How to Detect and Fix Tax Fraud. You promised yourself that this would be the year that you would file your income taxes early. And after gathering all your forms, receipts and backup material, you did it! You submitted your return, expecting a refund, only to be informed by the IRS that you had “already filed your return and a refund was issued”.
No, you’re not imagining things, you’re the victim of IRS identity theft.
Sadly, you’re not alone. In 2019, there were more than 45,000 tax identity thefts, and the numbers are growing. In the first three quarters of 2020, the FTC reported 92,620 cases of tax and employment fraud. While tax identity theft is lower than other types of identity theft, it can be financially devastating to the victims.
How Can You Tell If You’re A Victim?
Unfortunately, the worst part of tax fraud is that you probably won’t know you’re a victim until you file a tax return. At that point, the IRS will notify you that you’ve already filed a return and that a check has been issued. Another way you’ll find out is when you receive a 1099 or other employee earnings statement from a company you’ve never worked for.
Other times, the IRS informs you that you owe more in taxes and you can’t figure out why. You review your returns, deductions and income sources, and still can’t understand how you could possibly owe any more money.
Another telltale sign is when the IRS contacts you to verify your Social Security number, name and other information. They’re doing this because they’re detecting that a fraud is involved, and of course, by the time they reach out to you, it may already be too late.
Finally, another ploy is when you begin using a new tax preparer who asks you to sign your tax forms before they’re even filled out. This is a classic scam, and once they have your signature and Social Security number, they’ll have your refund as well. Additionally, according to the Identity Theft Information Center, cyberthieves are now hacking into tax preparation sites, because they contain a wealth of PII (Personally Identifiable Information), including the coveted Social Security numbers.
How do Cybercriminals Get Your Information?
In addition to hacking into tax preparation services, cybercrooks often hack into your home and work computers as well. They’re looking for sensitive personal and financial information that can lead them to your social security number, which is the “golden key” that unlocks access to just about any type of theft they want to commit.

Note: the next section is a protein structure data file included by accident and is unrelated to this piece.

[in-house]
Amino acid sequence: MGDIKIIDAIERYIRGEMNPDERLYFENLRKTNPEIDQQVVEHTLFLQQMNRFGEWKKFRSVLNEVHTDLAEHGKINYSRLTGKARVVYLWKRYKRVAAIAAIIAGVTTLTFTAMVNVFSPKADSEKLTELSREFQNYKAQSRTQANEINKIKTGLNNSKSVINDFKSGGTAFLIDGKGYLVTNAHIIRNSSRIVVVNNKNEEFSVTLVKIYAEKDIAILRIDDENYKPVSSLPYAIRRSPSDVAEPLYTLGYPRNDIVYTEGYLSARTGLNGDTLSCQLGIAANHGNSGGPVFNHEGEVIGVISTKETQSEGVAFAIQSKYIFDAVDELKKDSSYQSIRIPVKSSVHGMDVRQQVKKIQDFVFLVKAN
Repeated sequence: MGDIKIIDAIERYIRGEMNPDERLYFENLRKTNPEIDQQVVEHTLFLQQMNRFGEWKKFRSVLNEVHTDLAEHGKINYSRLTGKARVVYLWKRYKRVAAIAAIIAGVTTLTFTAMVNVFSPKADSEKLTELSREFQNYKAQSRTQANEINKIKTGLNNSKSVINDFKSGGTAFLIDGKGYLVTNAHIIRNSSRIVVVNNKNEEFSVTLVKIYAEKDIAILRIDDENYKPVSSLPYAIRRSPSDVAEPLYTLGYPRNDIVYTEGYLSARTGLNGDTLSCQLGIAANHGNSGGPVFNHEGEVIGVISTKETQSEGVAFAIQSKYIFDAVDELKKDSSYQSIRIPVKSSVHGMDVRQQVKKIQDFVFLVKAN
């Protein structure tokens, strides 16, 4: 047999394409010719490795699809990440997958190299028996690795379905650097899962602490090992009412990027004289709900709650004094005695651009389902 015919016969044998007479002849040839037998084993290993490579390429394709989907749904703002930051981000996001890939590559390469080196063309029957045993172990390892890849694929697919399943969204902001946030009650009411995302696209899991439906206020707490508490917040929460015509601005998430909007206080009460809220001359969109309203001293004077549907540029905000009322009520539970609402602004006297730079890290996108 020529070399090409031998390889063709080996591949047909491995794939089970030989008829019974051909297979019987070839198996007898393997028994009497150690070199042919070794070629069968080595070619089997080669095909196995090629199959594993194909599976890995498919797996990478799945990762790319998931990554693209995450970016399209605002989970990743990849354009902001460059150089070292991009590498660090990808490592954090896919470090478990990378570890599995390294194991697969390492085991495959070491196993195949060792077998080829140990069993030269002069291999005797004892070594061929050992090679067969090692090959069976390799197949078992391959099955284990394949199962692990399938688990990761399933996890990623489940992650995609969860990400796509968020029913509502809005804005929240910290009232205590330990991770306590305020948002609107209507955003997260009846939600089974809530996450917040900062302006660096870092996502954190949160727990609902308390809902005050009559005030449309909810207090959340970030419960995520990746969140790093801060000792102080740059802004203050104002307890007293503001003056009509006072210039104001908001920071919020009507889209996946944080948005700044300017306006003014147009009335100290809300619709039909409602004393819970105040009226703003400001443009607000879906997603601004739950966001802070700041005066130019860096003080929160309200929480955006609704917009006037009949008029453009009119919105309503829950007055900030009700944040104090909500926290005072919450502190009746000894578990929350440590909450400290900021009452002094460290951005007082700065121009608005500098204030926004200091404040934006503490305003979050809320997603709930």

People search sites have a wealth of unauthorized information about you, and cyberthieves scour these sites to gather your personal information and often your Social Security number. These sites openly sell this information to just about anyone, and it’s all perfectly legal.
Fixing Tax Identity Theft
Now that you know the signs that you may be a victim of tax identity theft, you need to fix any problems that you become aware of. Here’s the thing to remember: the faster you act, the better chance you have of preventing identity theft from costing you a lot of money.
If you receive official correspondence from the IRS, respond to them immediately. You can verify that it’s an official IRS notice by phone using the IRS identification number on the correspondence. Once it’s confirmed, take whatever action is requested.
If the IRS informs you that a fraudulent return has already been submitted using your Social Security number, be sure to file an IRS form 14039. This is an Identity Theft Affidavit that declares you are the victim of an IRS fraud. It will help protect you from further fraudulent activity and will allow you to file your own return with the IRS.
Don’t forget to report your tax identity theft to the appropriate authorities. This includes the Federal Trade Commission (FTC), which has its own theft reporting page. You should also report the theft to the three credit bureaus, which include Experian, TransUnion and Equifax. You only need to report it to one of the bureaus, and they are required to report it to the other two.
Preventing Tax Identity Fraud
To help protect taxpayers, the IRS has developed an Identity Protection PIN. You can request one, and you’ll have to apply by going through an online process to get your number. It’s worth the effort, because you’ll have an extra layer of protection for your Social Security number on your tax returns.
Perhaps the most important thing you can do is to remove all of your private information from people search sites like Truthfinder, InstantCheckmate and PeopleFinders. This is where cybercrooks search for valuable personal information that can lead to tax fraud. The problem is that there are over 100 people search sites, and each one has unique requirements to remove your information and opt out of the site.
By following these tactics and recommendations, you’ll be able to detect when someone has stolen your tax identity, and how to fix the problems if they happen. You’ll also be able to prevent the problems from occurring in the first place.